August is the wrong time to take a vacation. Yes, yes, we know, the French get a decadent month-long vacation during August, an incredible luxury that nobody would turn down. But this is America, where almost a quarter of workers get no paid vacation. Even if we wanted to skip work during the dog days of summer, most of us couldn't do it. U.S. workers, on average, get just around two weeks of paid time off, according to a 2013 analysis by the Center for Economic and Policy Research. Given this scarcity, there's no reason to waste precious days off during the best month to work.
The office is pleasant during summer's last, sticky, hot, gasping breath. "Casual" is how one Bloomberg editor described it. "It's August," he said over our office chat. "Anything goes."
Business typically slows down during the summer. Congress this year scheduled a break from July 15 until Sept. 6. Accountants have little to count. The markets (usually) slow down, too. Many people feel comfortable asking for and taking a vacation when there's less work to be done. According to one survey, 40 percent of workers take some time off in August.
The smart worker, however, comes into the office on days when everyone else has checked out. With little to do, it's like being on vacation without having to count it as a vacation day. Nobody will notice if you waltz in at 10 a.m., sneak out before 5 p.m, and do nothing but watch the Olympics while you're there. It's chill.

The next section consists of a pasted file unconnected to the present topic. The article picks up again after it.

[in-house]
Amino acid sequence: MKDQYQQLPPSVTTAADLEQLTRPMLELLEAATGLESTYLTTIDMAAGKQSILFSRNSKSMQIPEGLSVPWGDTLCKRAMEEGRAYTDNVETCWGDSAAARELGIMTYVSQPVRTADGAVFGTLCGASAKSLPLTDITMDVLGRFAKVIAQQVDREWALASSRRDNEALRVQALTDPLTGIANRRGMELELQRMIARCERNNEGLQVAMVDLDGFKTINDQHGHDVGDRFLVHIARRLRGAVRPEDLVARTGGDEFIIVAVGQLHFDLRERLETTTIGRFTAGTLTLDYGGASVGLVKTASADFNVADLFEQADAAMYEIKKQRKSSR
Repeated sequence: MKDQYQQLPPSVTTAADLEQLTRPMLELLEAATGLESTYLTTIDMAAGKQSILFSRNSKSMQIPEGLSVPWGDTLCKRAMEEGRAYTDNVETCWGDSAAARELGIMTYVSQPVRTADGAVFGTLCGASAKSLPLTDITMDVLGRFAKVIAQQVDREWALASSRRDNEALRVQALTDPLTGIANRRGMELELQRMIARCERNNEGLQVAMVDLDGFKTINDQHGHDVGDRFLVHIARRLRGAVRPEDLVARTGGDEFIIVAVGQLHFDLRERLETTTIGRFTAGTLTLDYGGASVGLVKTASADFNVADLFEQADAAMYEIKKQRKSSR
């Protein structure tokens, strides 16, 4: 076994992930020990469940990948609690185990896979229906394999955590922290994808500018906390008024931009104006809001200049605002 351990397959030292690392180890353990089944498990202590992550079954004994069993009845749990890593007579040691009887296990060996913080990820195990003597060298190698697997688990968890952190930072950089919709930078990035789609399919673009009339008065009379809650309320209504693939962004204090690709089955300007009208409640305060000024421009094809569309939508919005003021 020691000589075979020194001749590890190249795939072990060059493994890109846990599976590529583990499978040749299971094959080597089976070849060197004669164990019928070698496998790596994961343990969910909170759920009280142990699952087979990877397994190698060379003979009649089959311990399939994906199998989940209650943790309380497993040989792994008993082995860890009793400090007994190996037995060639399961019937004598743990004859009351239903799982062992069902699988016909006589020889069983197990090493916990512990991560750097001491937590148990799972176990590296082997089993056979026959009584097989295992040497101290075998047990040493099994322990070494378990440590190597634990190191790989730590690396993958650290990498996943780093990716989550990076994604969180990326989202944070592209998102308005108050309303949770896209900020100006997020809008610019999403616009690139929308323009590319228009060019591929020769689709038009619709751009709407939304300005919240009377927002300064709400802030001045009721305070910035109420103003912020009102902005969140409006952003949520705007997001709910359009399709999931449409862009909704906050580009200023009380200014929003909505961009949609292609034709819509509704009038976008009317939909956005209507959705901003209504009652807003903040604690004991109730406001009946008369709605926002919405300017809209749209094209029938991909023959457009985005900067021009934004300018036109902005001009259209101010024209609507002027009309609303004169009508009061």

Not that one would want to sit around and do absolutely nothing for seven hours. That would be boring and guilt-inducing. Luckily, August is secretly the best time to get things done. The lack of work (and people) makes it a good time to do "deep work," to use a term coined by Georgetown professor Cal Newport. The rest of the year, when the office is running at full steam, we're plagued with what Newport calls "shallow work"—such things as e-mail and meetings that we must do as part of our jobs but that don't contribute to the meat of our tasks. Shallow work is a necessary evil, but it's distracting and reviled. With fewer people in the office, this annoying work goes away, freeing up time to dig into more stimulating or long-term projects.
In fact, working during August provides a competitive advantage, a leg up on the vacationing sheep. Trunk Club, for one, used August to get ahead. "It's one of the most important months of the year," Brian Spaly, its chief executive officer, wrote on LinkedIn in 2013. "Quite simply, we are stacking the deck for a huge autumn selling season. And we are doubling down when our competitors are checking out. We have over 200 team members now, but only two are on vacation this week." Clearly, the strategy worked. Nordstrom bought the men's subscription retail service for $350 million in 2014.
This isn't a case for leaving vacation days on the table, something too many Americans do. One survey, commissioned by the U.S. Travel Association, estimated that U.S. workers forgo five vacation days a year. Don't do that. Take your days. Countless studies have found that taking breaks improves productivity. You also deserve a vacation, even if it doesn't enhance in-office performance. But use those precious few vacation days wisely. Head to the beach the first week of September. It's cheaper, and everyone feeling the post-vacation blues back in the office will wish they were you.